“When am I to know, then?” she asked, fearful of she knew not what.
“After we’re married, there shall be a clearing up of it all. You’ll be much amused! By-the-way, I found out one queer thing—what my real name is!”
“Your real name!”
“Yes—who I am; you know I said I wasn’t the same who was engaged to marry Sophie. Well, I’m not; he was a myth—there was no such person. I always thought ‘Bressant’ was an incognito, didn’t you? But it turns out to be the only name I have! I hope you like it; do you think ’Mrs. Bressant’ sounds well?”
“What does all this mean? What are you going to do with me? Are you making a sport of me?” cried Cornelia, clasping both hands over Bressant’s arm, in a passion of helplessness. Much as she loved life, she would, at that moment, have died rather than feel that she was ridiculed and deserted by him.
They had come to the brow of the hill on which the village stood, overlooking the valley, which moon and snow together lit up into a sort of phantom daylight. The moon hung aloft, directly above their heads, and the narrow circumference of their shadows, lying close at their feet, were mingled indistinguishably together. Cornelia, in the energy of her appeal, had stopped walking, and the two stood, for a moment, looking at one another. Seen from a few yards’ distance, they would have made a supremely beautiful and romantic picture.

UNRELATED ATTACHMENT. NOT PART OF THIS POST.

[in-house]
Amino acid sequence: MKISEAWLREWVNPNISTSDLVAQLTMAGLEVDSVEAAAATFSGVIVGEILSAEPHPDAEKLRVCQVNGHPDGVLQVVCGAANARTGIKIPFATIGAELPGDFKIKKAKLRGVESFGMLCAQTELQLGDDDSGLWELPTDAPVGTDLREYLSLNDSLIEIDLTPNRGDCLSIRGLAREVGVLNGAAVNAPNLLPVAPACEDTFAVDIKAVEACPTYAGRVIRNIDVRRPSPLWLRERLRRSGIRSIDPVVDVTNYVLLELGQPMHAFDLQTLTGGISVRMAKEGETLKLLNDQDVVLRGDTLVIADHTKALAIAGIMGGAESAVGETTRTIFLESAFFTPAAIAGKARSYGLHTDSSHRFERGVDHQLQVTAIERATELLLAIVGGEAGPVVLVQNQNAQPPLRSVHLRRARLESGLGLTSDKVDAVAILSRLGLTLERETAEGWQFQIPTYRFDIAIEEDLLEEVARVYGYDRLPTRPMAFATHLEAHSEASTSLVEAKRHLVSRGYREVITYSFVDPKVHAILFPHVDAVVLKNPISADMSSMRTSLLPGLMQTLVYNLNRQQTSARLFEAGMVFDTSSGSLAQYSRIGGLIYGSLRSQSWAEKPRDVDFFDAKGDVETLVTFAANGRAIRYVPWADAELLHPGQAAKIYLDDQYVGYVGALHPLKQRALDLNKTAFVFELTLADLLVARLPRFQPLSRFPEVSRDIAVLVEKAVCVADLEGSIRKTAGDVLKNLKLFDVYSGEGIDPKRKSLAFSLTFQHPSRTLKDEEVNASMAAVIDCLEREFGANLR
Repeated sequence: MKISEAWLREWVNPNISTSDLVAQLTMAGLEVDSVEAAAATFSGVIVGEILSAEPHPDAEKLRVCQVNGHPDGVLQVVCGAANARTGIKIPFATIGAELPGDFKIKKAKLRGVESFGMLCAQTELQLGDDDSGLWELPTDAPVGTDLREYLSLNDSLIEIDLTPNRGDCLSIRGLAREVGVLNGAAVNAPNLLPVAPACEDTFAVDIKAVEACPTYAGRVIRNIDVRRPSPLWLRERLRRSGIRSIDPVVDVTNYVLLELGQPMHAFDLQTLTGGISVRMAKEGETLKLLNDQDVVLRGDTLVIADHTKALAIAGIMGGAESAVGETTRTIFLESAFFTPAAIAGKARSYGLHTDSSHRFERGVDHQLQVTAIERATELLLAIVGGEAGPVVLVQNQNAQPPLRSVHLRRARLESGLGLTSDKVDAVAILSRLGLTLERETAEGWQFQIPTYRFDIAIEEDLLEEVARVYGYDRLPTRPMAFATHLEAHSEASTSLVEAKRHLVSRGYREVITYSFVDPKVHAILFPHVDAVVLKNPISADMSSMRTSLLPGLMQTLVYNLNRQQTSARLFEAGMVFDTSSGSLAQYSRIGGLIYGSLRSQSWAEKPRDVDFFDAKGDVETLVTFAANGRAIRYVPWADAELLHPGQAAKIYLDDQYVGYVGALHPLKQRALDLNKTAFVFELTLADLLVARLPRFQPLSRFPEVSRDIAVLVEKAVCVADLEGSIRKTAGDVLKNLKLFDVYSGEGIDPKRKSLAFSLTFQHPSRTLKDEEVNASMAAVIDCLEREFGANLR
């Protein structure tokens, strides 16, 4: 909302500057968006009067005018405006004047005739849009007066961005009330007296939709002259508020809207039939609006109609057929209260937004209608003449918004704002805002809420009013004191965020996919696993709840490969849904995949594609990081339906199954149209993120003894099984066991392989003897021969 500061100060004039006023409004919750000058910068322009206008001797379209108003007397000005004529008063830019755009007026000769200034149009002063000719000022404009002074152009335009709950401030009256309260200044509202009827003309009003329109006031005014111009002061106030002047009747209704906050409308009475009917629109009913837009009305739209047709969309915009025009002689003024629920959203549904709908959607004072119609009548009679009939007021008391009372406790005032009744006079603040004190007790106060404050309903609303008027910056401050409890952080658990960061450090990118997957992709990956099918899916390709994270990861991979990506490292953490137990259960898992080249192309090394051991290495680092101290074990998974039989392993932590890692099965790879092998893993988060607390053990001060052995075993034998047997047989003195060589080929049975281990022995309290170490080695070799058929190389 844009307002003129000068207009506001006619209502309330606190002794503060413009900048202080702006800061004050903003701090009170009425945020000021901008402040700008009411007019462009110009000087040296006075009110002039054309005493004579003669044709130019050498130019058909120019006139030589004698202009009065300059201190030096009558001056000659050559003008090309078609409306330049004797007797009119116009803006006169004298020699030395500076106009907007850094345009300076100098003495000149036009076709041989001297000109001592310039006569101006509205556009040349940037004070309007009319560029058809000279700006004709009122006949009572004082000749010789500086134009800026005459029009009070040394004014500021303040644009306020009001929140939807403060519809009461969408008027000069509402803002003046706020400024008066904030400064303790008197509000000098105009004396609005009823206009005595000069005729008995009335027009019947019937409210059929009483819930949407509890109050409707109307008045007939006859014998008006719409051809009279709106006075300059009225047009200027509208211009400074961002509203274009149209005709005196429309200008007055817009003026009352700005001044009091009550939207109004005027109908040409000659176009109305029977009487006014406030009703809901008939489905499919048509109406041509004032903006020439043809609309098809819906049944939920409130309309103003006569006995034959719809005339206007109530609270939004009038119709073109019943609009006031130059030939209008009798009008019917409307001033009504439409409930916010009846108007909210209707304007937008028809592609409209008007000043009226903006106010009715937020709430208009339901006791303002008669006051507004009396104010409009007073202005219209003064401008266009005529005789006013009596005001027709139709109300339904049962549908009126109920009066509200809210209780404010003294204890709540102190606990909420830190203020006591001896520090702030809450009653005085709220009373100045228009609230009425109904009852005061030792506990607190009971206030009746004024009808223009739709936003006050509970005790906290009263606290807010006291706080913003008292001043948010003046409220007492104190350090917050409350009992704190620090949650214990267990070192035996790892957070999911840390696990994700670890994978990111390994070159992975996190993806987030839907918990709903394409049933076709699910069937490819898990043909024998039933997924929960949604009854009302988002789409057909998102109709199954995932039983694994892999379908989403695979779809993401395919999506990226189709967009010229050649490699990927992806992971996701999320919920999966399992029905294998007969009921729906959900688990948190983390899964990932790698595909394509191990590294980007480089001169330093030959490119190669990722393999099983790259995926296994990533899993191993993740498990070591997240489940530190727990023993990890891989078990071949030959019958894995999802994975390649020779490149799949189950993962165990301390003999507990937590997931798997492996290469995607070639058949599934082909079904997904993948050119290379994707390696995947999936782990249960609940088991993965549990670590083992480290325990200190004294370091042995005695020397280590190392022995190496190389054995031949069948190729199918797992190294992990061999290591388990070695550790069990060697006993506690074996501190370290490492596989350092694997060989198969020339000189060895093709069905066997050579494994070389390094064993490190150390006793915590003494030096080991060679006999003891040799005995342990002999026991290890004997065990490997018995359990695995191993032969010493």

The stately poise of Bressant’s gigantic figure—the slight inclination of his head and shoulders toward Cornelia—presented an ideal model for a tender and protecting lover. She, in form and bearing, the incarnation of earthly grace and symmetry, her lovely upturned face revealed in deep, soft shadows and sweet, melting lights, her rounded fingers interlaced across his arm, her bosom lifting and letting fall irregularly the cloak that lay across it—what completer embodiment could there be of happy, self-surrendering, trusting, young womanhood? And what were the fitly-spoken words—the apples of gold in this picture of silver?
“Cornelia,” said Bressant, throwing aside the levity, as well as the underlying passion, of his tone, and speaking with a slightly impatient coldness, “don’t you begin to be a fool as soon as I leave it off. You may call what joins us together love, if you like, but it’s not worth getting excited about. You take me because you were jealous of Sophie, and because you’ve compromised yourself. I take you because you’re beautiful to look at, and—because nobody else would have me! We shall have plenty of money, which will help us along. But what is there in our relations to make us either enthusiastic or miserable?—Come along!”
This was the consummation of Cornelia’s passionate hopes and torturing fears, of her dishonorable intriguing and reckless self-desecration. She became very calm all of a sudden, and, without making any rejoinder, she “came along” as he bade her, and they descended the hill.